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Islam in Bible Prophecy


A few months back I wrote here, as evidence of the dynamic nature of Adventist theology, of the apparent disappearance from our teachings of Turkey as the country represented by Daniel 11’s King of the North.

It turns out I sent Turkey to the abattoir too soon: someone recently passed me a packet of tracts that included several hundred pages proving that Turkey is still the major figure in the end time conflict, and that seeing it otherwise is a heresy arising from Adventist “new theology”. In holding with Turkey, these pamphleteers are in the solid company of pioneers like Jones, Smith, and Loughborough. They held Turkey to be a major player in the end times, though today’s Turkey followers see it as the organizer (or a symbol) of a general Islamic uprising that will bring on world instability.

The idea struck me as worth some consideration. The greatest potential for conflict in the modern world centers around the oil-rich but religiously-fanaticized Middle East. Yet the waxing of this force hasn’t appeared in our end-time explanations. Why not?

Several years before his death Dr. Samuele Bacchiochi expressed the view that prophecy predicted both Islam and the Papacy. He reached for support back to the reformers, the same ones lionized in the first half of The Great Controversy. In the two legs of the statue of Daniel 2, Luther saw the split between western Christianity and the eastern Constantinople branch of Christianity that was nearly destroyed by the Moslem occupations. The little horn of the fourth beast, that knocked off three other horns was, said Luther, “Mohammad or the Turk who now holds Egypt, Asia, and Greece…. This same little horn will fight the saints and blaspheme Christ—something that we are all experiencing and seeing before our very eyes.”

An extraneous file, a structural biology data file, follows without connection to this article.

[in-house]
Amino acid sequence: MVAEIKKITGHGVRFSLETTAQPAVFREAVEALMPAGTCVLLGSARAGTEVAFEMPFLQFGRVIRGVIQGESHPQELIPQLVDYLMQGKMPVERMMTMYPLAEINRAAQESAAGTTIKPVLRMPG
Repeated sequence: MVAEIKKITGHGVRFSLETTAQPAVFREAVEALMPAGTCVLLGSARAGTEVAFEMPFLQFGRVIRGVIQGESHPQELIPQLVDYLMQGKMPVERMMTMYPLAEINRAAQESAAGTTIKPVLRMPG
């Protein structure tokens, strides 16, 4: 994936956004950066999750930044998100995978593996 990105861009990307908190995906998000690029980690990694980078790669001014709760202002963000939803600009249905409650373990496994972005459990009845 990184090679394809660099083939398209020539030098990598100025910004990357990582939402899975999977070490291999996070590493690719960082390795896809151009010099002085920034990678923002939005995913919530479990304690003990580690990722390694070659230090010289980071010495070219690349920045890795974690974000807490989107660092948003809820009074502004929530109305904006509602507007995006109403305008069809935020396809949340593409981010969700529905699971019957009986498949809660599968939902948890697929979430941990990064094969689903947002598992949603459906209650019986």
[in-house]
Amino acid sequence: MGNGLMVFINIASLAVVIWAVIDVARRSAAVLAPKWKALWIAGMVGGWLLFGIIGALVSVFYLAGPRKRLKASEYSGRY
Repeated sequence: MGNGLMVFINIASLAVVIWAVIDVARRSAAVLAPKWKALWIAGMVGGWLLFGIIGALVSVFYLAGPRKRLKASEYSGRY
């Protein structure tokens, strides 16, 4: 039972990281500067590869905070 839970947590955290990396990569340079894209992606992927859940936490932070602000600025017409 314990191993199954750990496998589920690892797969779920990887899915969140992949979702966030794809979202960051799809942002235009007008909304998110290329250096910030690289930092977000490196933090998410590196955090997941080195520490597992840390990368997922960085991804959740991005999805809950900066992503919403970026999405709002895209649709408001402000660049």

Bacchiocchi felt that John’s speaking of antichrists in the plural (1 John 2:18, “Now many antichrists have come”) showed that the antichrist was a principle of hostility to God, shown especially in a denial of the incarnation. That left room for more than one figure or group to fulfill the prophecy. Like the antichrist, Islam grew from small beginnings, was arrogant, blasphemous and persecuting, denied Christ’s divinity, and had also changed “times and laws” by moving the day of worship (in Islam’s case, to Friday.) Most disturbing to the traditionalists was Bacchiocchi’s questioning of Daniel 7:25’s 1260-year prophecy that has usually established the papacy as solely responsible for the persecution of believers.

Bacchiocchi wasn’t ready to replace the Papacy with Islam. He saw them working together. In Pope John Paul II’s 2001 visit to Umayyad Mosque in the Syrian capital of Damascus Bacchiocchi discerned a desire to create a partnership between Catholicism and Islam. He wrote, “It is evident that the Catholic estimation of Islam has undergone a fundamental change from the religion of ‘infidels’ to that of believers who worship the same God of Abraham.”

Bacchiocchi quickly learned that Seventh-day Adventists are fond of their traditional enemy, and won’t let anyone mess with it. P. Gerard Damsteegt of the SDA seminary wrote a rebuttal in the journal Adventists Affirm, as did Kevin Paulson at Bacchiocchi later acknowledged he’d received quantities of “hate mail.” Little has been said about it since Bacchiocchi’s death.

Back when I was in seminary I used LeRoy Froom’s massive work, The Prophetic Faith of our Fathers, for a research paper. This is a monumental piece of scholarship, recognized even outside the Adventist church as the most comprehensive survey ever done of how prophecy has been interpreted through history. Froom, a Seventh-day Adventist scholar, intended to show that historicism is the best method of Biblical interpretation.